Questions About Jamaat ud Dawa and
UN's Pakistan Aid in Mumbai's Wake
Byline: Matthew Russell Lee of
Inner City Press at the UN: News Analysis
December 8 -- As arrests for the
Mumbai massacre are being made at the Jamaat ud Dawa camp in Kashmir,
have resurfaced about the UN's engagement with Jamaat ud Dawa following
October 2005 Pakistan earthquake. On October 6, 2006 Inner City Press
asked then-UN spokesman
Stephane Dujarric to address reports that the UN worked with both
Dawa and the Al Rashid Trust, on the UN's sanctions list. Mr. Dujarric
that the UN's focus is on working with and through group who can get
those who need it. Video here,
from Minute 13:50.
Press pursued the issue and
a report including a
quote that UN "aid they got from international agencies - have really
boosted their position locally. One Jamaat leader told us that people
trusting them with their children - they hadn't before the earthquake -
they had actively recruited hundreds of children left orphaned."
on October 10, Inner City Press asked the UN's top humanitarian Jan
the reports. Egeland, who still works part-time with the UN, answered
that "I'm sure
we did cover people of many different beliefs and many different
orientations. We do not ask hungry people if they do have this or that
political belief... But if you work in Kashmir, there will be people
who would belong to organizations which have fundamentalist beliefs."
from Minute 46.
UN moves supplies into Kashmir in October
2005, Jamaat ud Dawa not shown
As Inner City
Press reported at the time, after the October 10, 2006 press
supplemental answers were provided by one of Mr. Egeland's
Kristen Knutson. Asked how, in the future, OCHA will try to ensure that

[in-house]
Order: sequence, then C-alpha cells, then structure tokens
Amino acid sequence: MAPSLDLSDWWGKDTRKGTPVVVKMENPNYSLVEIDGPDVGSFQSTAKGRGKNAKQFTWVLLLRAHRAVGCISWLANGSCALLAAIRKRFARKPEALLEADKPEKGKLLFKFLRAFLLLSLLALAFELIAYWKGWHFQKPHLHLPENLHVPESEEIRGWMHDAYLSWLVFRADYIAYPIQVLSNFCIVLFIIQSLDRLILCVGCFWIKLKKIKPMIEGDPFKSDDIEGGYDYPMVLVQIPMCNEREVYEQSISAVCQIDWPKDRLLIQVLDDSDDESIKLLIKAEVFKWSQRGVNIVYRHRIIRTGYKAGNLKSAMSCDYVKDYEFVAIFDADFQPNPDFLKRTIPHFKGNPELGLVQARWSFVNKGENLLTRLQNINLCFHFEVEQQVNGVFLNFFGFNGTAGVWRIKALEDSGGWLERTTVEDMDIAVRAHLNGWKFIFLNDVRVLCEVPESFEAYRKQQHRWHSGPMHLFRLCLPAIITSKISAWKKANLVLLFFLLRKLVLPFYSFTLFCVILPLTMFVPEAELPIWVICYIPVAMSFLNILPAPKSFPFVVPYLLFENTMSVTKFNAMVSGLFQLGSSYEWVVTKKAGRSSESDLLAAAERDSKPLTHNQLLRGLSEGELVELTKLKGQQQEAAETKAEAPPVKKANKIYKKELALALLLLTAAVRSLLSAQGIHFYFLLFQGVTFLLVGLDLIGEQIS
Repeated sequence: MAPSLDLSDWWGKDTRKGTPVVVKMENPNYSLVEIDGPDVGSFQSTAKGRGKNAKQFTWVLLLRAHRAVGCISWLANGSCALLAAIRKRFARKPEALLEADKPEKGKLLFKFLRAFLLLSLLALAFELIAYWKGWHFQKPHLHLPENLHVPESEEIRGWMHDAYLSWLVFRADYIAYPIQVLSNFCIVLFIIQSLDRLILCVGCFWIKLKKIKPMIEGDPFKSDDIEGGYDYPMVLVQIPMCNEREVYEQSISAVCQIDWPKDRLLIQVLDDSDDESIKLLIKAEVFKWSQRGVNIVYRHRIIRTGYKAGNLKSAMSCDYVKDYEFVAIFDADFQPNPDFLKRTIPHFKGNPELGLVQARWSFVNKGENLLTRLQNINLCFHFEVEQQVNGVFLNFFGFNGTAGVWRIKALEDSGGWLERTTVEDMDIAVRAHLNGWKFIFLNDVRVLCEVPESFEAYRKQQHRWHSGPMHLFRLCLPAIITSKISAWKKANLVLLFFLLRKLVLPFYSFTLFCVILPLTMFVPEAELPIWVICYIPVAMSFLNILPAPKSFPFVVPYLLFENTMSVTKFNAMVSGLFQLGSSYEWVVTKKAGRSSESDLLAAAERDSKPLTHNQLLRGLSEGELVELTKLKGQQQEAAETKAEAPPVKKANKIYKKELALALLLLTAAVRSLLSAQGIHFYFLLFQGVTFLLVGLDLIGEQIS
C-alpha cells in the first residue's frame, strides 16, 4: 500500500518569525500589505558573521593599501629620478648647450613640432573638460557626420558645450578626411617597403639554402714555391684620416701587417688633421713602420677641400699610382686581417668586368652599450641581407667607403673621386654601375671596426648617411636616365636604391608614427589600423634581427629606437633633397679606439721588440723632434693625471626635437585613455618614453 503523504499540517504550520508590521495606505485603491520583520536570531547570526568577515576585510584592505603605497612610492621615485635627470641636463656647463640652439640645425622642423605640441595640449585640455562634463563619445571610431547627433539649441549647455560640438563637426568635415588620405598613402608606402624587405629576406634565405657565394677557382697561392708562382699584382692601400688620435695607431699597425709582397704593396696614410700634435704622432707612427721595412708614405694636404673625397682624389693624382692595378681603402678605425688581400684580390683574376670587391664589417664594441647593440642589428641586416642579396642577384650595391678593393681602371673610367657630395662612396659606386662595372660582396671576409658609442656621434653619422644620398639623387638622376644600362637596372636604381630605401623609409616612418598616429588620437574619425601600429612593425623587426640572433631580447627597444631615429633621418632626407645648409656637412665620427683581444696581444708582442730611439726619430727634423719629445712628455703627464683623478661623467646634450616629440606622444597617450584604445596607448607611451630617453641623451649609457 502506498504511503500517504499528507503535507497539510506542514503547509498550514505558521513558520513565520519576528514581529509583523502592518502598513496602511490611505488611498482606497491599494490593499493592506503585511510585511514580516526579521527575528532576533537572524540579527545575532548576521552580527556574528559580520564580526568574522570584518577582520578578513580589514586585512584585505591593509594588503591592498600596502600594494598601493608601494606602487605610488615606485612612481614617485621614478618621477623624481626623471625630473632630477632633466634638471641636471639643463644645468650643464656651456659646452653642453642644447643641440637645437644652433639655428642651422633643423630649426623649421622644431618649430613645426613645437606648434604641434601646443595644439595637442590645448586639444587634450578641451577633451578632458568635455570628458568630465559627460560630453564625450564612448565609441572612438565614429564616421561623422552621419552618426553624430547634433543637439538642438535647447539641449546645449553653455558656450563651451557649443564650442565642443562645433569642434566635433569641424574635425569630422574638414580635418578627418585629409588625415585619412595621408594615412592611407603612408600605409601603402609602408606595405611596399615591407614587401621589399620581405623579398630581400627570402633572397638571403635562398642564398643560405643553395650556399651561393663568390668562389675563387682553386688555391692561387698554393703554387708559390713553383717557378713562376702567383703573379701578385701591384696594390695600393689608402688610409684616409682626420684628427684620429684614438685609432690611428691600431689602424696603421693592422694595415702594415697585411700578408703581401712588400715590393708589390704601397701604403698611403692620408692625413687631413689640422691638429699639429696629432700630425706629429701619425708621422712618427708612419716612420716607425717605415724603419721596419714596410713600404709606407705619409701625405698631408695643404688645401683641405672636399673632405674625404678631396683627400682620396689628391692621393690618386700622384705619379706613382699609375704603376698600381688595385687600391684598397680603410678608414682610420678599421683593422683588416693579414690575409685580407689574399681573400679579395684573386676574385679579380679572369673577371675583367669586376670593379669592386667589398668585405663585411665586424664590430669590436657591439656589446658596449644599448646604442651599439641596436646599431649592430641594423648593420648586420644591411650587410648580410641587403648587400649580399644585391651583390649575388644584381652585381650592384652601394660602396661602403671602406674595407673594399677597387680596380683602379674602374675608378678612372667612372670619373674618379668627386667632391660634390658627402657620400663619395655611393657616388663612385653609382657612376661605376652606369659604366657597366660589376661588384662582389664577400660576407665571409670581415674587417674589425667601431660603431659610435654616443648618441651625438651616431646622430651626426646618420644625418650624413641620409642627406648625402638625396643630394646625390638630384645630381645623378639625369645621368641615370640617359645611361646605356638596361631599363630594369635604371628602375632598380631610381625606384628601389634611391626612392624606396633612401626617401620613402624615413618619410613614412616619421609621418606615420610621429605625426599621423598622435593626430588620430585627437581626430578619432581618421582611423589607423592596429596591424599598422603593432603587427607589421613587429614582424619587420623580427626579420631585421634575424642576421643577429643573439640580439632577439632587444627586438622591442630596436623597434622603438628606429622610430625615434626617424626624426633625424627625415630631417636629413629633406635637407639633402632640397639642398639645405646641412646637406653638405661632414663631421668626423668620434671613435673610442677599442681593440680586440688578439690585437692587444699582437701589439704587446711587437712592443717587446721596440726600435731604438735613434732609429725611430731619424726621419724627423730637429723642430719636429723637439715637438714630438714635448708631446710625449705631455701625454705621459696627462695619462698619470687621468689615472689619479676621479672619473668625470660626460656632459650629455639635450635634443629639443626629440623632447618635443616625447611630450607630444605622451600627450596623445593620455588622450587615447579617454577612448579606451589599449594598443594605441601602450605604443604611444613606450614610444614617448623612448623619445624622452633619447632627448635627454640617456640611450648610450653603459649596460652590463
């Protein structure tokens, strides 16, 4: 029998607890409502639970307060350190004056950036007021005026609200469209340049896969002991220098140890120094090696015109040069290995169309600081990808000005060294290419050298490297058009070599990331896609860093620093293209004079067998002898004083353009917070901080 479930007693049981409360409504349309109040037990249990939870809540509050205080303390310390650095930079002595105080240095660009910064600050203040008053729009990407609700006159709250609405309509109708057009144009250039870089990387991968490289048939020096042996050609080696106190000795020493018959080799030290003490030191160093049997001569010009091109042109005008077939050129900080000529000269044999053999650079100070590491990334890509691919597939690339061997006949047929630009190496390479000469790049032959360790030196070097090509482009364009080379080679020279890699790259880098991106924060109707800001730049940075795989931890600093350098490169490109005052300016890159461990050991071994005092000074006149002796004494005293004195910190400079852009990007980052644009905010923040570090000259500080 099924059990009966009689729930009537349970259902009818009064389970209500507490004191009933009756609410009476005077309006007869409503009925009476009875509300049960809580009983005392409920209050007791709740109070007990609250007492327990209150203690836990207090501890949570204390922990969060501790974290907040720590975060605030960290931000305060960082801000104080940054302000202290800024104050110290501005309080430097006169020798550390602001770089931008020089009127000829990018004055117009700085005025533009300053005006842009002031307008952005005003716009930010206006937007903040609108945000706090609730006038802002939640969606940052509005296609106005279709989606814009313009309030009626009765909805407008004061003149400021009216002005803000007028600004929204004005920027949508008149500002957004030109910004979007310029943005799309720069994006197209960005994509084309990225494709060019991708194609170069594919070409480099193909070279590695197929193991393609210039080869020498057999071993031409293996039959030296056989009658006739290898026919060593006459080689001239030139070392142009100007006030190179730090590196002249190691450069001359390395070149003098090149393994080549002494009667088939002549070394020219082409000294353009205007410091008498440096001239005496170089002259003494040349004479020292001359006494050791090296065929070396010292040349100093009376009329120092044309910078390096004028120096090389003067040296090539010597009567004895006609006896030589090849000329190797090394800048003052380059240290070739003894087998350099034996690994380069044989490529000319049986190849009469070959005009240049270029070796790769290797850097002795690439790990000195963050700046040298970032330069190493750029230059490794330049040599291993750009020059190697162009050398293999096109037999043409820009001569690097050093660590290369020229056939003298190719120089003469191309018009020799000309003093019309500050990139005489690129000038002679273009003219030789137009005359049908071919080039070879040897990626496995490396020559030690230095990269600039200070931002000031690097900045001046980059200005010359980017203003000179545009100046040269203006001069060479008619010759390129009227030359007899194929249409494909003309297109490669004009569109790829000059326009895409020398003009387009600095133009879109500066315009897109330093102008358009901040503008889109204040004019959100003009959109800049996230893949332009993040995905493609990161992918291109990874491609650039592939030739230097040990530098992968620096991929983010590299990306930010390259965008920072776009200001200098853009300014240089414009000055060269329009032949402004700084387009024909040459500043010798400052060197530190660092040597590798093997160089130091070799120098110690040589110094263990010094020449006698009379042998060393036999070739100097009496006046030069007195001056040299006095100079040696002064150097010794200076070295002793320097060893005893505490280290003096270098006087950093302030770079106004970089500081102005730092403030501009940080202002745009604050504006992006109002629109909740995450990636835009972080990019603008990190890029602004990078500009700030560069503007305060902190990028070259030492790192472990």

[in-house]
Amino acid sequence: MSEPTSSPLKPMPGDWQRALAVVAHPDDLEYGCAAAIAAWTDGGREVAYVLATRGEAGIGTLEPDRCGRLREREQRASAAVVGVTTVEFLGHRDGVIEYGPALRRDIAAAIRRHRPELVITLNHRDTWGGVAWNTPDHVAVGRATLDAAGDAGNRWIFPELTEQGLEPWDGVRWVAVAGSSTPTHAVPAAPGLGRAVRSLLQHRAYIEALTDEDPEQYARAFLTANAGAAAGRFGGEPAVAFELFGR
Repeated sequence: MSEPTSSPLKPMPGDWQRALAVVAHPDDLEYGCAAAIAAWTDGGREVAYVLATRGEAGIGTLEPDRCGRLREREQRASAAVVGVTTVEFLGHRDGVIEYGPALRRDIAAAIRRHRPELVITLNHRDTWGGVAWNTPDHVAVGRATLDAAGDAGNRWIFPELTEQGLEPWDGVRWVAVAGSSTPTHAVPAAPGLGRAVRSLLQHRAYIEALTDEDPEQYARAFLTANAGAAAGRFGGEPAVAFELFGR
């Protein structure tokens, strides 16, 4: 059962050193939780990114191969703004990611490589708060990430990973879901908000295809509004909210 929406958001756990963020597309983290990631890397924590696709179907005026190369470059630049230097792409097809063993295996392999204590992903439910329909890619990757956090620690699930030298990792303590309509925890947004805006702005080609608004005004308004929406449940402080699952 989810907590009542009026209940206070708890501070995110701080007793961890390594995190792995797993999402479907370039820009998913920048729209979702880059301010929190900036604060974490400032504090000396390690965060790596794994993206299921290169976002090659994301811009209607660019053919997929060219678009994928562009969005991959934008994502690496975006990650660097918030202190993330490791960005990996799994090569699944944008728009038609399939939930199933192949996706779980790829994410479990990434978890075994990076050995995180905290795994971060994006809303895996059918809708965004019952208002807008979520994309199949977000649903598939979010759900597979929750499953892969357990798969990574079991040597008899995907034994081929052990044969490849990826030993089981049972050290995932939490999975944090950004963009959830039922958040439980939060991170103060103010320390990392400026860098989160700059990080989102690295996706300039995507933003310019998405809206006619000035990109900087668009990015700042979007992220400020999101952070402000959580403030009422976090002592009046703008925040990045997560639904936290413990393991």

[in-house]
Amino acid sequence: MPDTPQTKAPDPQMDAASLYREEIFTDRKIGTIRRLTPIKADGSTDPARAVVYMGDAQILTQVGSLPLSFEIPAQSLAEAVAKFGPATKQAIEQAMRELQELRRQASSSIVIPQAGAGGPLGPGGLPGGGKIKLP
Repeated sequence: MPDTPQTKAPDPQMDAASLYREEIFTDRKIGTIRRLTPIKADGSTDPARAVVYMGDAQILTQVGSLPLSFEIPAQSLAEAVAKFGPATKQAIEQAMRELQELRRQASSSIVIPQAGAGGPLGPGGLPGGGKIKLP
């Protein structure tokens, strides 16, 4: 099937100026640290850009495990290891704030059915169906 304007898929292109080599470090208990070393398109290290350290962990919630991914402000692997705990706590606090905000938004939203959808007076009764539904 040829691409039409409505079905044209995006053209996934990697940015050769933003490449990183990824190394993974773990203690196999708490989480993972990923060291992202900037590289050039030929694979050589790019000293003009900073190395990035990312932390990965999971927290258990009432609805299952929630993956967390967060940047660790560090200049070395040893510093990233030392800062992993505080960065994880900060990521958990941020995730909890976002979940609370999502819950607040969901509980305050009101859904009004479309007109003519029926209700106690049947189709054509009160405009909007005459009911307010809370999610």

not increase the influence of groups like the Al Rashid Trust by
to camps they establish, Ms. Knutson insisted that "determining who
can set up a camp is entirely up to governments of member states. And
camp is open, OCHA and the UN will provide aid to the people in that
now, what has
been the UN's engagement with Jamaat ud Dawa? The UN's
New York headquarters was
closed for a holiday on Monday. The issue will continue to be pursued.
News analysis: Giving aid is good,
but so is having standards, or at least being transparent about the
lack of standards.
Footnote: to show
that the issue cuts in many
different ways, while Egeland said that the UN tries not to work with
organization's whose principles vary from those of the UN, last week
Press asked current UN spokesperson Michele Montas again about
General Ban Ki-moon's agreement with NATO, which was kept confidential
pre-shown even to member states. While the UN is for the abolition of
is a military alignment that, among other things, does not oppose the
nuclear weapons. So what are the UN's
standards for engagements with groups? As we said, it cuts both ways.
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